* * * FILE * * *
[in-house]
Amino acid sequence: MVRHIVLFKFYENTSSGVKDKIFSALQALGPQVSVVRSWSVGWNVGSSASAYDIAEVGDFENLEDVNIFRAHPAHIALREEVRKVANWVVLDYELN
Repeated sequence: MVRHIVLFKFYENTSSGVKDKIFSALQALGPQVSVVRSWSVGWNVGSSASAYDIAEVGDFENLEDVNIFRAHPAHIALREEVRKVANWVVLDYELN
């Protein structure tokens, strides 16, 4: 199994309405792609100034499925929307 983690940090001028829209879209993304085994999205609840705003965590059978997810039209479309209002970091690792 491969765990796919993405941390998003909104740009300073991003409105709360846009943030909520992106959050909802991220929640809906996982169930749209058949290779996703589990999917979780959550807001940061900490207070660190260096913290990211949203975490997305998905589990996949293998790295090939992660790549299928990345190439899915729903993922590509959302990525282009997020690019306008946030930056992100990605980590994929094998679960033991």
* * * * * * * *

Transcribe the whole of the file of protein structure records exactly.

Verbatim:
[in-house]
Amino acid sequence: MVRHIVLFKFYENTSSGVKDKIFSALQALGPQVSVVRSWSVGWNVGSSASAYDIAEVGDFENLEDVNIFRAHPAHIALREEVRKVANWVVLDYELN
Repeated sequence: MVRHIVLFKFYENTSSGVKDKIFSALQALGPQVSVVRSWSVGWNVGSSASAYDIAEVGDFENLEDVNIFRAHPAHIALREEVRKVANWVVLDYELN
């Protein structure tokens, strides 16, 4: 199994309405792609100034499925929307 983690940090001028829209879209993304085994999205609840705003965590059978997810039209479309209002970091690792 491969765990796919993405941390998003909104740009300073991003409105709360846009943030909520992106959050909802991220929640809906996982169930749209058949290779996703589990999917979780959550807001940061900490207070660190260096913290990211949203975490997305998905589990996949293998790295090939992660790549299928990345190439899915729903993922590509959302990525282009997020690019306008946030930056992100990605980590994929094998679960033991």